Faith, Hope, and Ivy June by Phyllis Reynolds Naylor. (Grades 4-7.)
Full disclosure: Review copy provided by Random House.
(This is a 2009 Cybils nominee and this review reflects only my personal opinion of the book, not necessarily the opinion of the panel!)
When Ivy June Mosley of Thunder Creek, Kentucky signs up for an exchange student program, she's not sure what to expect. She'll spend two weeks in Lexington, KY with a girl named Catherine and her family. Then Catherine will stay with Ivy June in her small mountain town. Will Catherine be a snooty, rich Lexington girl with her own horse? And what will Catherine think of Thunder Creek and Ivy June's house with no indoor bathroom and a mile's walk to the bus stop for school?
The protagonist of this story is Ivy June, a spunky seventh-grader living with her grandparents in the coal mining town of Thunder Creek, Kentucky. This is really her story, though we get glimpses of Catherine's perspective through journal entries that both girls write as part of their exchange program. Ivy June lives in a tiny house with her grandparents and her great-grandmother. Her parents and four siblings live in another house just down the way. Catherine goes to a private school in Lexington. Her house has four bathrooms and she is driven to school each morning. The two girls obviously come from very different backgrounds and they'll have to let go of their prejudices and pride to really appreciate each others' worlds.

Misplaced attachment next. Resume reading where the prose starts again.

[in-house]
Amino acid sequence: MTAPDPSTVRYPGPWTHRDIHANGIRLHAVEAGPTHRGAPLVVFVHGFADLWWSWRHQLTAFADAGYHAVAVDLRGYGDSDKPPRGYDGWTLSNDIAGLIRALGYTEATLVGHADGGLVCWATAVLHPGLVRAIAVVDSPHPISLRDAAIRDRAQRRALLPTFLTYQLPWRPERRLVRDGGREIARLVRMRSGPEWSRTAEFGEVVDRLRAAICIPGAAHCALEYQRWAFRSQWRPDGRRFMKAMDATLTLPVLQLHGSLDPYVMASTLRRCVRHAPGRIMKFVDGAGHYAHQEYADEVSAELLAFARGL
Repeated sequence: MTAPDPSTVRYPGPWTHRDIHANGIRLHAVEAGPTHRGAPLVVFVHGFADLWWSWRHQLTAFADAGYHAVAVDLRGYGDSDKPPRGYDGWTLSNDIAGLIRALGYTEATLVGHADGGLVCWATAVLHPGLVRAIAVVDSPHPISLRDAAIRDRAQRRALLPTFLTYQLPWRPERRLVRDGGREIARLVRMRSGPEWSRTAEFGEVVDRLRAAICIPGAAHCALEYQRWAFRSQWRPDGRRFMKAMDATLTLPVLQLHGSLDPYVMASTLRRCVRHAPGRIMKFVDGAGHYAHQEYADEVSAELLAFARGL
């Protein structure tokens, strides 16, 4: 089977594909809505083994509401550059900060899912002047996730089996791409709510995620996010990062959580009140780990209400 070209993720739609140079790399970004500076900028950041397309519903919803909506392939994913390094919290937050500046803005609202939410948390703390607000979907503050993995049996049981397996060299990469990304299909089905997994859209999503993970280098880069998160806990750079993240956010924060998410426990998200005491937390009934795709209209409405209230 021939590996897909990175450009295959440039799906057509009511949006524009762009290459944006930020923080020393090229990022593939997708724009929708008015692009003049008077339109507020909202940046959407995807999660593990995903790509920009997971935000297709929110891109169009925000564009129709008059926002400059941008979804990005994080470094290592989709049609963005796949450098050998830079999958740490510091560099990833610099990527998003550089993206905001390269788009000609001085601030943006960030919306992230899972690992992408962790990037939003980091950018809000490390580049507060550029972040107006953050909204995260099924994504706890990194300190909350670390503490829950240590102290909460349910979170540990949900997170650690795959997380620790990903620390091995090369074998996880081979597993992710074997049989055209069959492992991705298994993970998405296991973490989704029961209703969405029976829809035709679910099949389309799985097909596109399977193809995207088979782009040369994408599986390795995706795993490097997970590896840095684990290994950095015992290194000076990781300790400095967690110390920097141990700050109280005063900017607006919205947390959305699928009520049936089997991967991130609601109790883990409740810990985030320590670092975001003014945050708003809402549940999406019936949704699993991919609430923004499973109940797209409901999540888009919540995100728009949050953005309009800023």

It was an interesting premise and, having recently relocated back to my Kentucky hometown, I knew this was a book I'd want to read. The story was okay. It kind of plods along for most of the book, somewhat interesting, but not huge in the plot department. I think the issue that dulled the book for me was that Ivy June and Catherine didn't have very distinct voices. And yeah, they faced some issues trying to get along in a different place, but for the most part the exchanges went very smoothly. Too smoothly to really be all that interesting.
Then came the end... You get a big rush of action at the very end (like, the last 50 pages). If only that action had come sooner, I think I would have liked the book more.
It's not that I didn't like it. It's just that it was fine and not particularly memorable to me. It's by a Newbery-award-winning author, which may garner some readers, but I think the book's biggest audience will be people from the regions in which the book is set.
And maybe it's just me because Booking Mama seems to totally disagree; she loved it. Also check out reviews at Eva's Book Addiction, Welcome to my Tweendom, and Reading to Myself.